A dark day for Brazilian democracy

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The 8th of January 2023 will be recorded in history as a deeply dark day for Brazilian democracy. The world witnessed not only an attack against a democratically elected government, but also against the very notion of democratic, republican institutions.

The scenes of vandalism, of hordes plundering the buildings of the National Congress, Presidential Palace and Supreme Court, are shocking. They represent the climax of antidemocratic actions by a part of Brazil’s population which has refused to accept the defeat of former president Jair Bolsonaro in October’s election.

In other words, these events were surprising, but not unexpected. A sequence of events – roadblocks after the announcement of the election results; groups camping in front of military barracks calling for military intervention; and massive dis- and misinformation campaigns – signalled a coming escalation.

On the eve of Sunday’s attack, the arrival of hundreds of buses in Brasilia ought to have notified intelligence and security agents that something would happen – something violating the rule of law. The inaction in preventing the assaults, of the Federal District Military Police and the Government of the Federal District to which that force is subordinate, was quite astonishing. The new Federal government, still without its intelligence apparatus in place, was too taken by surprise.

The response of President Lula da Silva to this first great challenge, little more than a week into his term, was immediate, and correct. Civilian – rather than military – intervention in the Federal District’s public security gave a clear signal that this government has chosen to deny the military entry into Brazil’s central arena of power.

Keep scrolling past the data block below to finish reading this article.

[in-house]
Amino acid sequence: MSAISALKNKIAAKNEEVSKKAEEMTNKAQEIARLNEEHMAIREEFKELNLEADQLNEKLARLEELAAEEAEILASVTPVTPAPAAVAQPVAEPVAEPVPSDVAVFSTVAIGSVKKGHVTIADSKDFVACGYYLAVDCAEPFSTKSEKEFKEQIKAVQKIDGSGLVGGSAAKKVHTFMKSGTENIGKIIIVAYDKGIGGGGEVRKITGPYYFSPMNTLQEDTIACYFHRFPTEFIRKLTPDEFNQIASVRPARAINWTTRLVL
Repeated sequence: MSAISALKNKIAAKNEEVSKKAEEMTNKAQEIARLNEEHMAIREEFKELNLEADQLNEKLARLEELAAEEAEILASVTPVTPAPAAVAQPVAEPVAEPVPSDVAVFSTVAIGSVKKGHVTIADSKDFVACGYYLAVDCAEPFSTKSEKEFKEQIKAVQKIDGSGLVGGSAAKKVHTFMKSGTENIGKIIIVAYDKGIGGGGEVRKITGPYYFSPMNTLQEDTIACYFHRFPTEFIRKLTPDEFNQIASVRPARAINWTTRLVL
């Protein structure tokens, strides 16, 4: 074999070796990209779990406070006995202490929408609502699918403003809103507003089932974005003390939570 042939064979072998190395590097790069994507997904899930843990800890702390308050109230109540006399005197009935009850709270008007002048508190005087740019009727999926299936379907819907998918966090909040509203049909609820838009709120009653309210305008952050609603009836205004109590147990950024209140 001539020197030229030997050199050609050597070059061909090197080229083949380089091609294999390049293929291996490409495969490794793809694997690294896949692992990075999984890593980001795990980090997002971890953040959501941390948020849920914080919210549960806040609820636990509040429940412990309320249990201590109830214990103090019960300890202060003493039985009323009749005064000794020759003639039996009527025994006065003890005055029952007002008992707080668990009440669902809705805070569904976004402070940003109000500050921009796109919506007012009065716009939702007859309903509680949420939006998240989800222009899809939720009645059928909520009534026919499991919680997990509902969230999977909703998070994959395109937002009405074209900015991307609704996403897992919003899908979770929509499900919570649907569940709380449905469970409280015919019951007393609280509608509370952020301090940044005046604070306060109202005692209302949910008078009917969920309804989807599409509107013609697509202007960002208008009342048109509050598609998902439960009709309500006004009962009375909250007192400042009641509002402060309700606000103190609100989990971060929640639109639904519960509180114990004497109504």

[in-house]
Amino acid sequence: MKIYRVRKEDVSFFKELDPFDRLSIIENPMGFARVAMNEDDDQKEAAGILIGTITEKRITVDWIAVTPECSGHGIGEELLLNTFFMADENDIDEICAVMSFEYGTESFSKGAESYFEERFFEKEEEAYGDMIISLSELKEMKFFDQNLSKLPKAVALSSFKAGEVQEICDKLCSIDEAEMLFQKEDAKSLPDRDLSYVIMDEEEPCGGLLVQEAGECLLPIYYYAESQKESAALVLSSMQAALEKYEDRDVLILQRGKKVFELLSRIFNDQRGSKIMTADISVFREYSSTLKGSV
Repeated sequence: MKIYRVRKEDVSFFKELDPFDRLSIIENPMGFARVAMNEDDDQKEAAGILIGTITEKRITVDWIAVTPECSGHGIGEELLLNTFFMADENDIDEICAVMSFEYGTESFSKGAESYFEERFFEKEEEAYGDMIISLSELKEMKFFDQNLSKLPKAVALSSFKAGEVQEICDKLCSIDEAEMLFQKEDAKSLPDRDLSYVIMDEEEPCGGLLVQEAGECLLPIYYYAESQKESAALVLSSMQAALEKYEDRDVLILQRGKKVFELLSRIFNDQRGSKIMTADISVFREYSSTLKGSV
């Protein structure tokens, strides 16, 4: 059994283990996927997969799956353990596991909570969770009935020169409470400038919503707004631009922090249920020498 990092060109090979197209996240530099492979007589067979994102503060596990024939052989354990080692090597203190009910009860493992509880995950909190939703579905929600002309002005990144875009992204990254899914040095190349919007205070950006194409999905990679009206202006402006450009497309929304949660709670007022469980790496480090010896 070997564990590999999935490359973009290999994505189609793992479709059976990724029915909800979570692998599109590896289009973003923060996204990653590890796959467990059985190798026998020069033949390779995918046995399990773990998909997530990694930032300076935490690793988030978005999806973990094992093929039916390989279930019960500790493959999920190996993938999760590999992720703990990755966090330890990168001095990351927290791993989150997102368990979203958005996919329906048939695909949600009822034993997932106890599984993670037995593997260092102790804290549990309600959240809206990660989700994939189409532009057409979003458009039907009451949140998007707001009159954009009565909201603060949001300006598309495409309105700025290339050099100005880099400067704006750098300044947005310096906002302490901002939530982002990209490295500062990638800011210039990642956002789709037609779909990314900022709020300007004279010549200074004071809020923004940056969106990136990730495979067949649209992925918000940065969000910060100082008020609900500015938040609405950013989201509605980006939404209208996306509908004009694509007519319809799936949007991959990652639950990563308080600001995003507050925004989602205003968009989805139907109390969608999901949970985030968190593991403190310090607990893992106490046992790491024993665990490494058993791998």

A strong and impactful reaction also came from the Judiciary: Minister Moraes suspended the Governor of the Federal District, Ibaneis Rocha; and ordered the arrest of those involved in acts of vandalism in Brasilia and the removal of the people camping in front of barracks all over Brazil.

We must now see how the National Congress, itself a victim in this assault, reacts. Many parliamentarians, supporters of Bolsonaro, encouraged Sunday’s criminal acts. For the strength and resilience of Brazil and its institutions, it is time for members of Congress of all affiliations to clearly state their commitment to democracy and the rule of law.

Dr Vinicius de Carvalho

Vice-Dean (International), SSPP; Reader, Department of War Studies - King's College London

Dr Vinicius Mariano de Carvalho is Vice Dean (International) for the Faculty of Social Science & Public Policy, and between 2020 and 2022, he was director of King’s Brazil Institute. He joined King’s in 2014 and before he was Associate Professor for Brazilian Studies at Aarhus University (2008-2014), Denmark, where he was also Director of the Latin American Centre (2012-2014). Vinicius was formerly a Lieutenant in the Brazilian Army (2007-2008), serving in the Military Technical Corps.

This blog post was edited by Freddy Nevison-Andrews.

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